Adjusting a child’s sleep habits now makes for happier school days

By Christine Rivers - Program Director, Regional Community Family YMCA
Putnam - posted Mon., Aug. 5, 2013
Contributed
- Contributed Photo

Summertime, and the sleeping is easy... With any luck, your kids are splashing and playing all day, and collapsing in an exhausted heap at night. Without the early-morning school alarm, they're probably sleeping more than ever. They may actually be getting the amount of sleep their growing bodies need!

The National Sleep Foundation's guidelines suggest that pre-school-age children get 11 to 13 hours of sleep per night, that school-age children get 10 to 11 hours, and teens get 8.5 to 9.25 hours per night. Those are pretty easy goals to achieve when the alarm isn't blaring at 5:45 a.m.

In just a few weeks, the joy of sleeping in is going to come to a screeching halt. Will your kids be able to fall asleep early enough to rise and shine for the demands of a school day?

The foundation says that poor or inadequate sleep in school-aged children can lead to mood swings, behavioral problems such as hyperactivity and cognitive problems that impact their ability to learn in school.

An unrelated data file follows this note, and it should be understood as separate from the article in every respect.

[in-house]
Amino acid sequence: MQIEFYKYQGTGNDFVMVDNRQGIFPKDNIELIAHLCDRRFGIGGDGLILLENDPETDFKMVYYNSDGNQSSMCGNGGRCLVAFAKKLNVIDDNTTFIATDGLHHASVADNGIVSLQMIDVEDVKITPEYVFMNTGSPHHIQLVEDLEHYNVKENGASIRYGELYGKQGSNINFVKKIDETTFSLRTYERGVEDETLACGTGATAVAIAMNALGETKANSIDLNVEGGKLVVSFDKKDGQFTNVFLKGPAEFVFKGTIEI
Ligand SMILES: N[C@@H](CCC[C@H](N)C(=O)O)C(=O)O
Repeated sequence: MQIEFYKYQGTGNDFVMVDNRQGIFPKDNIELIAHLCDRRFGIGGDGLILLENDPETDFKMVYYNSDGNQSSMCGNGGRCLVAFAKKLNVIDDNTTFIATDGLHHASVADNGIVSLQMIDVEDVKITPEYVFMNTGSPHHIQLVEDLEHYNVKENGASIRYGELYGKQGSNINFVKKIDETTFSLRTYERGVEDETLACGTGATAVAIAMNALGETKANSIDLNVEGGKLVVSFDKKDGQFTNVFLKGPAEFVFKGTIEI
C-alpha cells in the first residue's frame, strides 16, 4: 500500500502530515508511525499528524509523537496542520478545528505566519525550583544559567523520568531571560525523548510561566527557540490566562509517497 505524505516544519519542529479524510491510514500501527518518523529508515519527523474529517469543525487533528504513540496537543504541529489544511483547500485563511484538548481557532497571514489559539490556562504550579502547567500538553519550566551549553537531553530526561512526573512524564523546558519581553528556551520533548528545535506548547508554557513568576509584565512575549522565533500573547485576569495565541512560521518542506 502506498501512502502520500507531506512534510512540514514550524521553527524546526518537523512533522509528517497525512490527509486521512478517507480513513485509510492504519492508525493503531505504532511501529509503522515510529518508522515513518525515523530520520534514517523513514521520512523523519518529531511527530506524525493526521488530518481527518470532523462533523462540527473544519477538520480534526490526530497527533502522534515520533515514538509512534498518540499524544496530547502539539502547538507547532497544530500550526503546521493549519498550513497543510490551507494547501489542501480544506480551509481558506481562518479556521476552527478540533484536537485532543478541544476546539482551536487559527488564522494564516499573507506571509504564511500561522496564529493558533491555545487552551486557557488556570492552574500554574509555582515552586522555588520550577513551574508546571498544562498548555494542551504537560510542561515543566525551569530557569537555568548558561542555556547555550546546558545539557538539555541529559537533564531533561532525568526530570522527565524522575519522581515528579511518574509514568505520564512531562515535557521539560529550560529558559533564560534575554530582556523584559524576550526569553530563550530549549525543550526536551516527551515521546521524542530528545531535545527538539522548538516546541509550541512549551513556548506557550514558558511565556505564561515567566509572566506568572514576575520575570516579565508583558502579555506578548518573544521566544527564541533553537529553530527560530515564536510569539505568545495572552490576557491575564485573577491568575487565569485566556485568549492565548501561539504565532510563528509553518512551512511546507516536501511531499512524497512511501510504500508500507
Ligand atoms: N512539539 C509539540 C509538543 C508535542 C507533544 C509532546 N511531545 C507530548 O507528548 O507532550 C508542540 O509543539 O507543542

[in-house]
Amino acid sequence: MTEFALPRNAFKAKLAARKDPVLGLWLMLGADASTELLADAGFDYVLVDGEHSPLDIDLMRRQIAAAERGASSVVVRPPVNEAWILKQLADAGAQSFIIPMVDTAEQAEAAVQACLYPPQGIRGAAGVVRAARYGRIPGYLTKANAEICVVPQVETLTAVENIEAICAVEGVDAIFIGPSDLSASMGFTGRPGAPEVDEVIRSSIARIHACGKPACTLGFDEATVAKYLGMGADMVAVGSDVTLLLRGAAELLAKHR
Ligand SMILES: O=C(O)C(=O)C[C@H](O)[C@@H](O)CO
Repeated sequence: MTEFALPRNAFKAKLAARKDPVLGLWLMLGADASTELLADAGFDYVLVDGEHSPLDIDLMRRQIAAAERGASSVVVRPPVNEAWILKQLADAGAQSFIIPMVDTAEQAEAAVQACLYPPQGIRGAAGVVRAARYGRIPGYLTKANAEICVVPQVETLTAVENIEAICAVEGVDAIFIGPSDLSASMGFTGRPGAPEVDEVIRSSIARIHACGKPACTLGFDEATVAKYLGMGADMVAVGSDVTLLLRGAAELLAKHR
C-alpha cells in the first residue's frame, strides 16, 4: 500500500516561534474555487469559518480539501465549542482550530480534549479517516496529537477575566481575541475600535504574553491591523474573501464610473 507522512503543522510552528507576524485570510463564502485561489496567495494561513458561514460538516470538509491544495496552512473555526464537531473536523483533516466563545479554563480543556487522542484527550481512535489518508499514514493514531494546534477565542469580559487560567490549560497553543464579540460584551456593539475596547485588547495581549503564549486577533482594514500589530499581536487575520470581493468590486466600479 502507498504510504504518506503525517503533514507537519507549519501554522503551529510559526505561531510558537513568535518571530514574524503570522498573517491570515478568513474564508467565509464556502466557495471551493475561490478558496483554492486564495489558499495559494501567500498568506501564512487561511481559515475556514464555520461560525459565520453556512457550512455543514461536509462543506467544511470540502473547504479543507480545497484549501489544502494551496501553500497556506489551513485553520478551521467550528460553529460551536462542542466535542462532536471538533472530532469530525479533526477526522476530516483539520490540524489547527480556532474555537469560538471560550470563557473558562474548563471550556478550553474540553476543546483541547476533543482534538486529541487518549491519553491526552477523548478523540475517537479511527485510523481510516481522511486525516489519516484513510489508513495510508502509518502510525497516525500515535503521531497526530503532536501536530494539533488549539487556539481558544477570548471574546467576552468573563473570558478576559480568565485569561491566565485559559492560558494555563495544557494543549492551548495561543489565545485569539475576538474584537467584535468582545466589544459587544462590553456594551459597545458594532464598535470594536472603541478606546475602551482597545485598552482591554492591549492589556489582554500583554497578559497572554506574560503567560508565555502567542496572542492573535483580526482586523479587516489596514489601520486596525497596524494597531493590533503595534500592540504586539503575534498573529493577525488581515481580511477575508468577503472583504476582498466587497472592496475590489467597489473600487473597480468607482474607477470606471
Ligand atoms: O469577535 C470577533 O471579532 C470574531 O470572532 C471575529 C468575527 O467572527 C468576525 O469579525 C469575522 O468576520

Now is the time to reset your children's clocks. If you know that the alarm will be set for 6 a.m. on the first day of school, you also know that your 8-year-old should be going to bed no later than 9 p.m. the night before to get an adequate amount of sleep. By shifting bedtime back a few minutes each night between now and the start of school, you can have your child on a comfortable sleep and wake schedule, rather than starting the school year off with yawns and tears.

The Center for Disease Control makes the following recommendations for a health night's sleep:

•Go to bed at the same time each night, and rise at the same time each morning.
•Sleep in a quiet, dark and relaxing environment, which is neither too hot nor too cold.
•Make your bed comfortable and use it only for sleeping and not for other activities, such as reading, watching TV or listening to music.
•Remove all TVs, computers and other "gadgets" from the bedroom.
•Avoid large meals before bedtime.

Set the rules now so your kids know what to expect in the coming weeks. Unplug those iPods, limit the after-dark screen time, and get ready for a good night's sleep and a great school year!


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